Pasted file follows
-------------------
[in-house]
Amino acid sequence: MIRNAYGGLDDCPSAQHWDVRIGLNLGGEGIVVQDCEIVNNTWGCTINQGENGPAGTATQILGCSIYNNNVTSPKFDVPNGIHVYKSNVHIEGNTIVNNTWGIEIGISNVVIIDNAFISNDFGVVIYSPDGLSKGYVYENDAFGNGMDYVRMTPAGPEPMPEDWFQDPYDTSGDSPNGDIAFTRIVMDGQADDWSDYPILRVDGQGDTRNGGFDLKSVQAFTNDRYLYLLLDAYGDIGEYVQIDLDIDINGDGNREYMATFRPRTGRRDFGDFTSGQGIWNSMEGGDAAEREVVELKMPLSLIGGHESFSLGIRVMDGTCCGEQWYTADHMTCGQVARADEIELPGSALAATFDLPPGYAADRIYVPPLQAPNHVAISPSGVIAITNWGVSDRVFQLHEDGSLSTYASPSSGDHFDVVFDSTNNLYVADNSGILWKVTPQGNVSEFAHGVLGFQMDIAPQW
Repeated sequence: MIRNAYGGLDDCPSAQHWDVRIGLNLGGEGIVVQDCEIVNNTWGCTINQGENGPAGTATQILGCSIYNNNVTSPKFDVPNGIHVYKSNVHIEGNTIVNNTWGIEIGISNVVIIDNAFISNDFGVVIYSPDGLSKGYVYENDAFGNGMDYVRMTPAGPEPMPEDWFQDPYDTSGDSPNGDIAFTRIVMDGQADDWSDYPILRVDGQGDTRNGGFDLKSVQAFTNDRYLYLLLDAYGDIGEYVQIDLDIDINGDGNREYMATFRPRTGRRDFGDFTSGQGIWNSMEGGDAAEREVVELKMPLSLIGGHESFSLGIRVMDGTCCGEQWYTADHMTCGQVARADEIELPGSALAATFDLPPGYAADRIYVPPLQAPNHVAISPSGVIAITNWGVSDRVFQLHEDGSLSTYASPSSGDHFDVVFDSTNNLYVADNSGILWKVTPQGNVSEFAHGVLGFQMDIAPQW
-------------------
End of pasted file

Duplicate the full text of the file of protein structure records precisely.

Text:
[in-house]
Amino acid sequence: MIRNAYGGLDDCPSAQHWDVRIGLNLGGEGIVVQDCEIVNNTWGCTINQGENGPAGTATQILGCSIYNNNVTSPKFDVPNGIHVYKSNVHIEGNTIVNNTWGIEIGISNVVIIDNAFISNDFGVVIYSPDGLSKGYVYENDAFGNGMDYVRMTPAGPEPMPEDWFQDPYDTSGDSPNGDIAFTRIVMDGQADDWSDYPILRVDGQGDTRNGGFDLKSVQAFTNDRYLYLLLDAYGDIGEYVQIDLDIDINGDGNREYMATFRPRTGRRDFGDFTSGQGIWNSMEGGDAAEREVVELKMPLSLIGGHESFSLGIRVMDGTCCGEQWYTADHMTCGQVARADEIELPGSALAATFDLPPGYAADRIYVPPLQAPNHVAISPSGVIAITNWGVSDRVFQLHEDGSLSTYASPSSGDHFDVVFDSTNNLYVADNSGILWKVTPQGNVSEFAHGVLGFQMDIAPQW
Repeated sequence: MIRNAYGGLDDCPSAQHWDVRIGLNLGGEGIVVQDCEIVNNTWGCTINQGENGPAGTATQILGCSIYNNNVTSPKFDVPNGIHVYKSNVHIEGNTIVNNTWGIEIGISNVVIIDNAFISNDFGVVIYSPDGLSKGYVYENDAFGNGMDYVRMTPAGPEPMPEDWFQDPYDTSGDSPNGDIAFTRIVMDGQADDWSDYPILRVDGQGDTRNGGFDLKSVQAFTNDRYLYLLLDAYGDIGEYVQIDLDIDINGDGNREYMATFRPRTGRRDFGDFTSGQGIWNSMEGGDAAEREVVELKMPLSLIGGHESFSLGIRVMDGTCCGEQWYTADHMTCGQVARADEIELPGSALAATFDLPPGYAADRIYVPPLQAPNHVAISPSGVIAITNWGVSDRVFQLHEDGSLSTYASPSSGDHFDVVFDSTNNLYVADNSGILWKVTPQGNVSEFAHGVLGFQMDIAPQW